"Young people just aren't interested in reading newspapers and print magazines. In fact, according to Washington City Paper , The Washington Post organized a series of six focus groups in September to determine why the paper was having so much trouble attracting younger readers. You see, daily circulation, which had been holding firm at 770,000 subscribers for the last few years, fell more than 6 percent to about 720,100 by June 2004, with the paper losing 4,000 paying subscribers every month.

Imagine what higher-ups at the Post must have thought when focus-group participants declared they wouldn't accept a Washington Post subscription even if it were free. The main reason (and I'm not making this up): They didn't like the idea of old newspapers piling up in their houses.

Don't think for a minute that young people don't read. On the contrary, they do, many of them voraciously. But having grown up under the credo that information should be free, they see no reason to pay for news. Instead they access The Washington Post website or surf Google News, where they select from literally thousands of information sources. They receive RSS feeds on their PDAs or visit bloggers whose views mesh with their own. In short, they customize their news-gathering experience in a way a single paper publication could never do. And their hands never get dirty from newsprint."

Tuesday, November 23, 2004

Dan Rather to Step Down at CBS in March


Less than two months after acknowledging that he could not authenticate documents central to a broadcast report that raised fresh questions about President Bush's National Guard service, Dan Rather has decided to step down as anchor and managing editor of the "CBS Evening News" on March 9, on what will be his 24th anniversary behind the anchor desk.

"I have been lucky and blessed over these years to have what is, to me, the best job in the world and to have it at CBS News," Mr. Rather said in a statement issued by the network just after noon today. "Along the way I've had the honor of working with some of the most talented, dedicated professionals in the world, and I'm appreciative of the opportunity to continue doing so in the years years ahead."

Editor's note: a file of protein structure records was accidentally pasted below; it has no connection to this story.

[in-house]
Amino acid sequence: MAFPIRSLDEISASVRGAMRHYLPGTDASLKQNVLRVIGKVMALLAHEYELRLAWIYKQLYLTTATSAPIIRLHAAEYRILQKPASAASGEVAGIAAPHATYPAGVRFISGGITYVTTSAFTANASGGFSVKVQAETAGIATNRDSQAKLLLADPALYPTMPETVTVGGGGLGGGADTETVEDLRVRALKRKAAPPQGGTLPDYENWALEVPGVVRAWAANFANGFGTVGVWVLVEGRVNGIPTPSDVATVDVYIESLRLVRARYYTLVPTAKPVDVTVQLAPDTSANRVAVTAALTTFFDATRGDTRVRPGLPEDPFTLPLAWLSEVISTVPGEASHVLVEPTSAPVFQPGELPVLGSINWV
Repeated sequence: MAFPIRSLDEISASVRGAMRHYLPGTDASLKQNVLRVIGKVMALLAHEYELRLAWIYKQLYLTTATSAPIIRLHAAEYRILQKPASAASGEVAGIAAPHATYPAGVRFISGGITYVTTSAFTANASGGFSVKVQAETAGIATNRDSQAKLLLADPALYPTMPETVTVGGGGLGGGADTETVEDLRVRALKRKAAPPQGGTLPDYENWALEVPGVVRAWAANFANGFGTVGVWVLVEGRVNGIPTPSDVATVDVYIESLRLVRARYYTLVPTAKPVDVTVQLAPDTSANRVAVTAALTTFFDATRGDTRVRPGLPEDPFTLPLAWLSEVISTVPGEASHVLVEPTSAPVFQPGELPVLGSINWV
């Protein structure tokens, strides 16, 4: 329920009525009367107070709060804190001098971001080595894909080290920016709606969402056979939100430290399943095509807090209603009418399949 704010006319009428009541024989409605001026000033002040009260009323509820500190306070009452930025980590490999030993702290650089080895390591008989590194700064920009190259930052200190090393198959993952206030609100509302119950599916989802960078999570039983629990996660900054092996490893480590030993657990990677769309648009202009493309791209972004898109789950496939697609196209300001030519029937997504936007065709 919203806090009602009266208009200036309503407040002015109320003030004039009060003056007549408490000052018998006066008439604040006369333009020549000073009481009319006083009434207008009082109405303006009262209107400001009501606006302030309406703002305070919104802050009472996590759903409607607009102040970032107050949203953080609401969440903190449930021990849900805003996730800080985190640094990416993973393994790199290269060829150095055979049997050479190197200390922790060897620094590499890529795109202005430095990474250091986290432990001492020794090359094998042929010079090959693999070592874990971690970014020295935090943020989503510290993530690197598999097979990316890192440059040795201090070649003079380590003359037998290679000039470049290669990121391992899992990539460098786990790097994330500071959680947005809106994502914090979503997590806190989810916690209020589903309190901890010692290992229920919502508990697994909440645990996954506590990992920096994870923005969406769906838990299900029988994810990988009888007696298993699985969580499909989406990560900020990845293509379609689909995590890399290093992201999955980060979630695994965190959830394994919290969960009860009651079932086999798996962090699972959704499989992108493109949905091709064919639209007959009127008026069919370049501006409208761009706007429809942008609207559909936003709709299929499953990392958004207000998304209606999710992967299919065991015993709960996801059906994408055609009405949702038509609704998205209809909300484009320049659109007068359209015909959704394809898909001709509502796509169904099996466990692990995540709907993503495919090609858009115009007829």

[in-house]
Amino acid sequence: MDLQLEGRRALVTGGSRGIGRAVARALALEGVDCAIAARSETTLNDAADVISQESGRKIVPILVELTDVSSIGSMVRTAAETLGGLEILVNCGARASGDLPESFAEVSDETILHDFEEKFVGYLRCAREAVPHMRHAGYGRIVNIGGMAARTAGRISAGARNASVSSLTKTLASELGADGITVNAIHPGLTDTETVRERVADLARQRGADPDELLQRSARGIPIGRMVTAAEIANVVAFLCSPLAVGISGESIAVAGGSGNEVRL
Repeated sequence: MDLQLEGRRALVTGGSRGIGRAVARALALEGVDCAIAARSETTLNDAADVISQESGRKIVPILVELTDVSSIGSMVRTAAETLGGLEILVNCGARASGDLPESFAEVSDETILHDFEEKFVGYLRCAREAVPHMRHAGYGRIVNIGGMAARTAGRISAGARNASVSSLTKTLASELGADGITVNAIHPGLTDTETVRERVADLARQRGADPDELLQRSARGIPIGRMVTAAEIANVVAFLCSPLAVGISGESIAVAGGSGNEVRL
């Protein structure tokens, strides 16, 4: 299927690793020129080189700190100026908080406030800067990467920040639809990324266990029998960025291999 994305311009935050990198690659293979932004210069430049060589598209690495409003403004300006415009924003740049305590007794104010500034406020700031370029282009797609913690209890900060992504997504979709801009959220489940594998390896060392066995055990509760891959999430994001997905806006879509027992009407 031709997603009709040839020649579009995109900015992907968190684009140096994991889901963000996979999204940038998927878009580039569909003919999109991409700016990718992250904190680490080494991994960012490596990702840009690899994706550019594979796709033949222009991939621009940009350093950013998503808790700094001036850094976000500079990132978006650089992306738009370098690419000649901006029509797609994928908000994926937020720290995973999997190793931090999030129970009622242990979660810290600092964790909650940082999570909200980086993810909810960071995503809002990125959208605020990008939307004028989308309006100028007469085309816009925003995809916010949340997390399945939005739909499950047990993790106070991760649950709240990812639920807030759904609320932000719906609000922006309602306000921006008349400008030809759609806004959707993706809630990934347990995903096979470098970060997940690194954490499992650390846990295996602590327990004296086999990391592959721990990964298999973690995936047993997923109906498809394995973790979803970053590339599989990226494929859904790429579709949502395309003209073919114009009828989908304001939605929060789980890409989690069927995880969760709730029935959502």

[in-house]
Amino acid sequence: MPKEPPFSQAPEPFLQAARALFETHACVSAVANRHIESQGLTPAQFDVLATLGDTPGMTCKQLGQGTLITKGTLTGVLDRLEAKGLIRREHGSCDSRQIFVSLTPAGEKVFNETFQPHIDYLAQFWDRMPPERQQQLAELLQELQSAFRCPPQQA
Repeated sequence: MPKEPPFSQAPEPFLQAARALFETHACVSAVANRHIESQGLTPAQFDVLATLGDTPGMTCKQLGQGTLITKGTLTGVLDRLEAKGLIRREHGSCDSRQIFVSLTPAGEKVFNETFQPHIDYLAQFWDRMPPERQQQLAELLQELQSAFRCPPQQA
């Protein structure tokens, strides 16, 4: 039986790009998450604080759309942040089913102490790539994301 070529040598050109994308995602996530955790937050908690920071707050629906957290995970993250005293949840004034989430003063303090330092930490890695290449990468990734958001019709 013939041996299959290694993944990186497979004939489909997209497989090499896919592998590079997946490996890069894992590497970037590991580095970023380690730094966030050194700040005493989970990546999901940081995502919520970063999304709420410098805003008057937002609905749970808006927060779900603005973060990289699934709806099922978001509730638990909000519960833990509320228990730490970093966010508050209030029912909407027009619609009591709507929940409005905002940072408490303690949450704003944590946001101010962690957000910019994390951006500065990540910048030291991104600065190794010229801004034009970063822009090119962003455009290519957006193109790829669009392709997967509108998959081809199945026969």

Mr. Rather will continue to work full time at CBS News, as a correspondent for the Sunday and Wednesday editions of "60 Minutes." There was no word from CBS News on a successor as anchor, although the front-runners in the view of network reporters and producers have long been John Roberts, the chief White House correspondent for CBS News, and Scott Pelley, a correspondent for the Wednesday edition of "60 Minutes." But neither is considered to have strong name recognition among viewers, and the network has not ruled out looking beyond its own news division.

Mr. Rather's decision represents an abrupt, somewhat ignominious end to the nearly quarter of a century that he spent in one of the most visible jobs in journalism. In announcing his decision now to quit the anchor desk, Mr. Rather, 73, is seeking to act ahead of an independent panel investigating the journalistic breakdowns that led CBS News to broadcast and then vigorously defend the Guard segment, which it later acknowledged to be based on documents whose genuineness and origins it could not substantiate.

Follow the petition's progress


I will be updating this as more signatures come in. I'll be taking a printed version of this page to Dodd's Hartford office on Wednesday morning. Jared Allen has also agreed to take a copy to his DC office this week as well (he's heading there anyway).


By the way, the bill number is S.2030, and you can follow its progress in the Senate here.

Monday, November 22, 2004

NYT discount for j-schoolers

An RW1 buddy told me about this on Friday, so I called the same day and it's true: if you tell the NY Times that you're a Columbia j-school student, you can get the full 7-day subscription for $15 (thanks, Zak, I don't know where I came up with $35 earlier) a month. Which is pretty damn good.

They'll even deliver the weekday issues to one address and weekends to another, which is a nice perk if you have a honey that you hide out with on the weekends in the vain hopes of escaping schoolwork...

Saturday, November 20, 2004

Best. Dateline. Ever.


It is spelled just the way it sounds.

Unless you spell it differently, like in the sign put up by the chamber of commerce at the southern end of town, which has an O for one of the U's and an H for one of the N's.

Or the postcards at Waterfront Mary's, the lake's best-known restaurant, which have smuggled an extra "gaug" into the name.

Even for the locals, this sprawling central Massachusetts lake with the even more sprawling name, Lake Chargoggagoggmanchauggagoggchaubunagungamaugg - the longest place name in the country - is not for the tied of tongue.